Chicago's Wei-Jen Tang receives one of first federal Bioshield awards

Chicago's Wei-Jen Tang receives one of first federal Bioshield awards

May 23, 2005

The National Institute of Allergy and Infectious Diseases (NIAID), part of the National Institutes of Health (NIH), has awarded Wei-Jen Tang, PhD, associate professor in the Ben May Institute for Cancer Research at the University of Chicago, more than $440,000 for his efforts to develop therapies to block the action of anthrax edema factor, a toxin that produces severe swelling, tissue damage and death in human cells.

The award was one of 10 grants and two contracts from the NIAID totaling approximately $27 million. These awards fund development of new therapeutics and vaccines against some of the most deadly agents of bioterrorism including anthrax, botulinum toxin, Ebola virus, pneumonic plague, smallpox, and tularemia.

These are the first awards made by NIAID using authorities provided by Project Bioshield, which was signed into law on July 21, 2004. Project Bioshield gives federal agencies new tools to accelerate research on medical countermeasures to safeguard Americans against chemical, biological, radiological or nuclear attack.

This NIAID biodefense research agenda emphasizes the development of new and improved medical products against "Category A" agents--those biological agents considered by the Centers for Disease Control and Prevention to pose the greatest threat to national security.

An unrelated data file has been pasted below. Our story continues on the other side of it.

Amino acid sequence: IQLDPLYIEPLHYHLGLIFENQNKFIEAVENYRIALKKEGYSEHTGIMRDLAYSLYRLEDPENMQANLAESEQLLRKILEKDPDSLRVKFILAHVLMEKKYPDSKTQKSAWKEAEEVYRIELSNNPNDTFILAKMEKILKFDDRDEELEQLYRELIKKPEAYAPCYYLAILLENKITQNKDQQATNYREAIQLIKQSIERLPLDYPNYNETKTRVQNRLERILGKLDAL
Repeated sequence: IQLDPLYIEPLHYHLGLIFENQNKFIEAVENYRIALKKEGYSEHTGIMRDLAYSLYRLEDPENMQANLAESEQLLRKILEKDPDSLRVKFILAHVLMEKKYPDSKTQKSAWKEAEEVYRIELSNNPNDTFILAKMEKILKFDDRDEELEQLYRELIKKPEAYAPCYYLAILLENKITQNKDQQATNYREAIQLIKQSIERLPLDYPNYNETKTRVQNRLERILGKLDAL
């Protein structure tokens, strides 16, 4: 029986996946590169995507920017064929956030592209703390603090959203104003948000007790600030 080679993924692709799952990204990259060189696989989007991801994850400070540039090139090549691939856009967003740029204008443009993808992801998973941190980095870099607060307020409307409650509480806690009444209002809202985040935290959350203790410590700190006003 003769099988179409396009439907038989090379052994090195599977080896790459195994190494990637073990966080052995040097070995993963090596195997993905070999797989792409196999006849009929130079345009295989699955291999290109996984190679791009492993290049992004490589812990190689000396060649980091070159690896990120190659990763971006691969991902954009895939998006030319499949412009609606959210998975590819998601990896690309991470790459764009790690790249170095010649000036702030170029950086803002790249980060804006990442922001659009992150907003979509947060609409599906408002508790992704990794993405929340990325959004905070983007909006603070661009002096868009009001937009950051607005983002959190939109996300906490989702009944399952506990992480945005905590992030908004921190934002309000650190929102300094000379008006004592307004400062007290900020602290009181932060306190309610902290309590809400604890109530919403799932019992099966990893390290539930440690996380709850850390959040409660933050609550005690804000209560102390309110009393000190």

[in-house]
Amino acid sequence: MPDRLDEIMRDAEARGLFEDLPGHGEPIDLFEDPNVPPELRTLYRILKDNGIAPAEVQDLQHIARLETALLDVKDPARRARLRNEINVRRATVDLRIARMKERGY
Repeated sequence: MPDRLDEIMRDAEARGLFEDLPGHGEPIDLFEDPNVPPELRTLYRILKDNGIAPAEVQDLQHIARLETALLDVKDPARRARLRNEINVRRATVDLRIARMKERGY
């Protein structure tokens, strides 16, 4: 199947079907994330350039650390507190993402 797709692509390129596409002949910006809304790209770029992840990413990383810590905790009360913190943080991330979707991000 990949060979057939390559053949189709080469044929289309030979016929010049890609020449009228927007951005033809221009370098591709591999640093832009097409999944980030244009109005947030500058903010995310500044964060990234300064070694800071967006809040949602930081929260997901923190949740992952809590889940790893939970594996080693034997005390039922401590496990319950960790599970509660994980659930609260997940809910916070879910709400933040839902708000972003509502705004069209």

"Project Bioshield enables us to expedite research and development of critical medical countermeasures based on promising recent scientific discoveries," says Anthony S. Fauci, MD, director of NIAID. "These product development awards, focused on the most serious potential agents of bioterror, will help to rapidly translate laboratory findings into new therapies."

Tang and colleagues--chemist Milan Mrksich and pathologist Chyung-Ru Wang from the University of Chicago, and Craig Gibbs from Gilead Sciences, Inc.--have already made considerable progress in understanding the toxins produced by anthrax and developing drugs to block them.

In 2002, Tang's laboratory reported on the structure of edema factor, which explained how it worked and suggested possible treatments. Since then he and his colleagues have discovered three unrelated compounds that inhibit edema factor or lethal factor, the two toxins that have made anthrax one of the most feared of potential bioterror agents. One of those compounds was a drug already approved to treat hepatitis. Cell culture and animal testing is underway.